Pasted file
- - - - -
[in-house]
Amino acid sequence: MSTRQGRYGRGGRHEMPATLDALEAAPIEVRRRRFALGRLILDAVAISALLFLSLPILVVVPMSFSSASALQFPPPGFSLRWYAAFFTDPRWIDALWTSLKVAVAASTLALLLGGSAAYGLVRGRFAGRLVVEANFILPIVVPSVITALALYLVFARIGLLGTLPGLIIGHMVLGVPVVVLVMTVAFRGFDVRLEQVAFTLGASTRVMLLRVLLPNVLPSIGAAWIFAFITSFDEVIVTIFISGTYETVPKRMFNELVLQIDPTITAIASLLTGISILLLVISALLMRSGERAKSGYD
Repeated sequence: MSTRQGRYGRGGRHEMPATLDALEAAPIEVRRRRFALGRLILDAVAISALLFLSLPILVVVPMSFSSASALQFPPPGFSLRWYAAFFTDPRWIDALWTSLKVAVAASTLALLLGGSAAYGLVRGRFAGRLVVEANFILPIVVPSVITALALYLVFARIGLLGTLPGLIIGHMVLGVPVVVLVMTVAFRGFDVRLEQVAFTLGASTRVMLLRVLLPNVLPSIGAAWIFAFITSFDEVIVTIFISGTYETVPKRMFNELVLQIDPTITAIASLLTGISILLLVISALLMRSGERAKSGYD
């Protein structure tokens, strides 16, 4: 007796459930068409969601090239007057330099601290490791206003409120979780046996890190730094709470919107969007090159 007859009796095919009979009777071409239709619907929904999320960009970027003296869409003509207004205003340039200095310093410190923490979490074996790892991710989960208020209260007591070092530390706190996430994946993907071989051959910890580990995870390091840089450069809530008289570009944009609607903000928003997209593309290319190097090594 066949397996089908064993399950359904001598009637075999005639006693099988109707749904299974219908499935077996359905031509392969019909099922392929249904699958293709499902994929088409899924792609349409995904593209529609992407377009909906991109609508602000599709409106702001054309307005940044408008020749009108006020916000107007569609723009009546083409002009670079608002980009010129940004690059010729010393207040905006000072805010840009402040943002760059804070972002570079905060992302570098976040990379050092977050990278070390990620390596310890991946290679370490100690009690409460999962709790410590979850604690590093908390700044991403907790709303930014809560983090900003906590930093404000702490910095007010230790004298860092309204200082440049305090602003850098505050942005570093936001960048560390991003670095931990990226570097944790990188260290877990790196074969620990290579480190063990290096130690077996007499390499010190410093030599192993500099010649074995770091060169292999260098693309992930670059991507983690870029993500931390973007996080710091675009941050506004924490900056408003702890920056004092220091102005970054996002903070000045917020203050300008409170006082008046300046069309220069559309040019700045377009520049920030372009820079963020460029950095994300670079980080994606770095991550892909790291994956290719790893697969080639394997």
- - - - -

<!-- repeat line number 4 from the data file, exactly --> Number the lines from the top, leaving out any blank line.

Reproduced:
């Protein structure tokens, strides 16, 4: 007796459930068409969601090239007057330099601290490791206003409120979780046996890190730094709470919107969007090159 007859009796095919009979009777071409239709619907929904999320960009970027003296869409003509207004205003340039200095310093410190923490979490074996790892991710989960208020209260007591070092530390706190996430994946993907071989051959910890580990995870390091840089450069809530008289570009944009609607903000928003997209593309290319190097090594 066949397996089908064993399950359904001598009637075999005639006693099988109707749904299974219908499935077996359905031509392969019909099922392929249904699958293709499902994929088409899924792609349409995904593209529609992407377009909906991109609508602000599709409106702001054309307005940044408008020749009108006020916000107007569609723009009546083409002009670079608002980009010129940004690059010729010393207040905006000072805010840009402040943002760059804070972002570079905060992302570098976040990379050092977050990278070390990620390596310890991946290679370490100690009690409460999962709790410590979850604690590093908390700044991403907790709303930014809560983090900003906590930093404000702490910095007010230790004298860092309204200082440049305090602003850098505050942005570093936001960048560390991003670095931990990226570097944790990188260290877990790196074969620990290579480190063990290096130690077996007499390499010190410093030599192993500099010649074995770091060169292999260098693309992930670059991507983690870029993500931390973007996080710091675009941050506004924490900056408003702890920056004092220091102005970054996002903070000045917020203050300008409170006082008046300046069309220069559309040019700045377009520049920030372009820079963020460029950095994300670079980080994606770095991550892909790291994956290719790893697969080639394997």